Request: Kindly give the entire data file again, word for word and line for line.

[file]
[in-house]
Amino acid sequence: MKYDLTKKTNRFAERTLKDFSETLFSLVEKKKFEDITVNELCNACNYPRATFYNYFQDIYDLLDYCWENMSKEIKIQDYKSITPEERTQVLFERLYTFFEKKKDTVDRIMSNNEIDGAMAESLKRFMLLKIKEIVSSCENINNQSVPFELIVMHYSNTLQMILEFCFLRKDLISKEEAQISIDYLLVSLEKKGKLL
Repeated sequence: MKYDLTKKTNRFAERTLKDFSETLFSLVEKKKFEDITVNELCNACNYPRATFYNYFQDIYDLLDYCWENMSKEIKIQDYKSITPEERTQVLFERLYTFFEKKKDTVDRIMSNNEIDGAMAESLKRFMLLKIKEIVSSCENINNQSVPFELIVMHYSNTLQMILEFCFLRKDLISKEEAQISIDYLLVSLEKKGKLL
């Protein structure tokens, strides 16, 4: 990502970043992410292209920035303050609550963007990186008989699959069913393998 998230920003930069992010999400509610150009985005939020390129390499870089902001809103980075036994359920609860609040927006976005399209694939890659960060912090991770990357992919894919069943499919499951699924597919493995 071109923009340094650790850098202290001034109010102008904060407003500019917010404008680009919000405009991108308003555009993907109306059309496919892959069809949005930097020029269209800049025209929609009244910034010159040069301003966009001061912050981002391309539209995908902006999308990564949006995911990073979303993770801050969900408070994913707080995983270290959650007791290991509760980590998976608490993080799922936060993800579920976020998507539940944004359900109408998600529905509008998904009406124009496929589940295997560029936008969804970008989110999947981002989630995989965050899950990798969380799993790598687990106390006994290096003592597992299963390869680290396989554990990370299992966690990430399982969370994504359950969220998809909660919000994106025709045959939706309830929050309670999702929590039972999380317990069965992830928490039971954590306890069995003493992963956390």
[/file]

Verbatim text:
[in-house]
Amino acid sequence: MKYDLTKKTNRFAERTLKDFSETLFSLVEKKKFEDITVNELCNACNYPRATFYNYFQDIYDLLDYCWENMSKEIKIQDYKSITPEERTQVLFERLYTFFEKKKDTVDRIMSNNEIDGAMAESLKRFMLLKIKEIVSSCENINNQSVPFELIVMHYSNTLQMILEFCFLRKDLISKEEAQISIDYLLVSLEKKGKLL
Repeated sequence: MKYDLTKKTNRFAERTLKDFSETLFSLVEKKKFEDITVNELCNACNYPRATFYNYFQDIYDLLDYCWENMSKEIKIQDYKSITPEERTQVLFERLYTFFEKKKDTVDRIMSNNEIDGAMAESLKRFMLLKIKEIVSSCENINNQSVPFELIVMHYSNTLQMILEFCFLRKDLISKEEAQISIDYLLVSLEKKGKLL
């Protein structure tokens, strides 16, 4: 990502970043992410292209920035303050609550963007990186008989699959069913393998 998230920003930069992010999400509610150009985005939020390129390499870089902001809103980075036994359920609860609040927006976005399209694939890659960060912090991770990357992919894919069943499919499951699924597919493995 071109923009340094650790850098202290001034109010102008904060407003500019917010404008680009919000405009991108308003555009993907109306059309496919892959069809949005930097020029269209800049025209929609009244910034010159040069301003966009001061912050981002391309539209995908902006999308990564949006995911990073979303993770801050969900408070994913707080995983270290959650007791290991509760980590998976608490993080799922936060993800579920976020998507539940944004359900109408998600529905509008998904009406124009496929589940295997560029936008969804970008989110999947981002989630995989965050899950990798969380799993790598687990106390006994290096003592597992299963390869680290396989554990990370299992966690990430399982969370994504359950969220998809909660919000994106025709045959939706309830929050309670999702929590039972999380317990069965992830928490039971954590306890069995003493992963956390």